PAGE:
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How about a kit like this? If you haven't done one, it can be a PITA. Might be worthwhile to go with a kit. If you want to buy the veneer, try here .

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post #5 of 7 Old 06-22-2009, 06:54 AM
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The trouble ( if you want to call it that) with Jaguar's of that vintage is that they were truly handmade in almost all respects. Pieces and parts for trim and bodywork are not uniform and required quite a bit of handwork to fit. It's not unusual to have the right and left side of the vehicle different lengths. The body panels were hand made and hung by hand, a side at a time. Until Ford purchased Jaguar in 1992 average time to build the body alone was between 250 and 300 manhours. Jaguar was truly a cottage industry until Ford brought them into the 20th century in the late 1990's.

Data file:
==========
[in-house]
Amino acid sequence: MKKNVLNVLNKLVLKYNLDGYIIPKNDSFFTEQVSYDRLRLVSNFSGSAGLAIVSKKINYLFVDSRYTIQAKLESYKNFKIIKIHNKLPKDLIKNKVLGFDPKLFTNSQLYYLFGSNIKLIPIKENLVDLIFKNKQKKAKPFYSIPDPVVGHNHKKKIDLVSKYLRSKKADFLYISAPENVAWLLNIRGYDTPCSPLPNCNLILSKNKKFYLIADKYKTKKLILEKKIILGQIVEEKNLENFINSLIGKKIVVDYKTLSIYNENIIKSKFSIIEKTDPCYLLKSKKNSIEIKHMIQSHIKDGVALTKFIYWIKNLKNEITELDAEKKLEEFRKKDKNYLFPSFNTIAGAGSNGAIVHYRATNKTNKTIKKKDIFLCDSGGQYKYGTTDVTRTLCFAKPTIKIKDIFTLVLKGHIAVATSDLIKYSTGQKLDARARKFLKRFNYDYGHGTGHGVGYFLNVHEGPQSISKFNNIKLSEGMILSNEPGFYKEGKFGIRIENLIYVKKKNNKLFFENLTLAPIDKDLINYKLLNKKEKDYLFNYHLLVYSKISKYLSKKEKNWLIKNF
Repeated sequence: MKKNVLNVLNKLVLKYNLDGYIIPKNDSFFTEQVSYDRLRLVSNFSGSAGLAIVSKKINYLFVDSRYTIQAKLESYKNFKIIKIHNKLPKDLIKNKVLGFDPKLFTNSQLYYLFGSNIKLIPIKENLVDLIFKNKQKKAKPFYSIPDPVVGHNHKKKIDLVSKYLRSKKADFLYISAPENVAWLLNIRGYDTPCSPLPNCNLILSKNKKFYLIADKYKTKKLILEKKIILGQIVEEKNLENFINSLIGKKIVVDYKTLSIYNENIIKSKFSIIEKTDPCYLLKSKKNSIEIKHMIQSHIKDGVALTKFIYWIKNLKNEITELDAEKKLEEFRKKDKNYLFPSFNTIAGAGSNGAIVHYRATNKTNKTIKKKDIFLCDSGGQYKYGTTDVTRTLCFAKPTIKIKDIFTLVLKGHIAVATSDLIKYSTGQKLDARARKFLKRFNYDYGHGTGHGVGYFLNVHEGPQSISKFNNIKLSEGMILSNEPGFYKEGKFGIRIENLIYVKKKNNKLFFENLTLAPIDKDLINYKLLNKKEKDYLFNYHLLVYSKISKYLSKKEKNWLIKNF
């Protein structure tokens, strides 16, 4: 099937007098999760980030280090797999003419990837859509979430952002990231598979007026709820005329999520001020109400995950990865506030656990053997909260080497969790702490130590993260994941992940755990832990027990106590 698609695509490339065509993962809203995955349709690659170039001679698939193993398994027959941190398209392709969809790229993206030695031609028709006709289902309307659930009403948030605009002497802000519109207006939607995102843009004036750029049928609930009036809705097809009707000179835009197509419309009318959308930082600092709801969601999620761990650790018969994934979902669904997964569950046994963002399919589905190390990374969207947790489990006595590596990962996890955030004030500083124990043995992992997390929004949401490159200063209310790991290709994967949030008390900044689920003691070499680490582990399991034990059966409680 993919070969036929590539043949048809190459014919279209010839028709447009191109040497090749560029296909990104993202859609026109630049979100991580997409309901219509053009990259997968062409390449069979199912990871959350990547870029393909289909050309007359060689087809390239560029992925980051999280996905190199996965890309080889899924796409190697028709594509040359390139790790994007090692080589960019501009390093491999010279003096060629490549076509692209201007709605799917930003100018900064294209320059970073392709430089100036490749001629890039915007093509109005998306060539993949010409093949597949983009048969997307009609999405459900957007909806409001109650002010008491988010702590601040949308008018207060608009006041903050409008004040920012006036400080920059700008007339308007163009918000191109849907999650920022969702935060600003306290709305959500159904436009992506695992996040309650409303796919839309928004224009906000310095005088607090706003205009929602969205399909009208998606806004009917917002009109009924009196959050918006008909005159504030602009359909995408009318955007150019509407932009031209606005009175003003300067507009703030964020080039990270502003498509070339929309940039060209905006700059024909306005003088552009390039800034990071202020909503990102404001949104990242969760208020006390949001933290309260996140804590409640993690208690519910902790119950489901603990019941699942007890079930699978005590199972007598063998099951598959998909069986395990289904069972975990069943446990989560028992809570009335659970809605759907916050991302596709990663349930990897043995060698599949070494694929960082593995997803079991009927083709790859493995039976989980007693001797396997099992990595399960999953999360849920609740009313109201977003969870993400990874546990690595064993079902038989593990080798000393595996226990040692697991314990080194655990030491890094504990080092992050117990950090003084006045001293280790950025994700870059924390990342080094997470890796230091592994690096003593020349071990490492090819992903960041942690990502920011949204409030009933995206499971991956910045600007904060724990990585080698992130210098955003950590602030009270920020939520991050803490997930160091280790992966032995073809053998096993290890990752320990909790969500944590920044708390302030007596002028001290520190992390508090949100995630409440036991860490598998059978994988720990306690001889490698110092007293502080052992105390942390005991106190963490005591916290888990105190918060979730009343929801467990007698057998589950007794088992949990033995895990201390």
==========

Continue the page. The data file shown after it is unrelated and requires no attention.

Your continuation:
Your best bet is to try and refinish what you have, it will fit much better than anything you can purchase. The difficult part is removing it, there is a variety of fasteners holding it on, nuts and bolts, screws, clips, you never know what you will run across in an old Jag. Once you have removed it, refinish with the finish of your choice. Usually the veneer is quite thick, and sometimes you even have solid wood. The backing is where you have to be careful, sometimes intricate pieces are laid up on a cloth backing and quite flimsy. Having done it a couple of times, it's well worth the trouble when you get finished, but until you get to that point, you'll be scratching your head thinking what have I gotten myself into. It's not something that you can do in a weekend, last one I did was a 62 Mercedes and it took every bit of a year.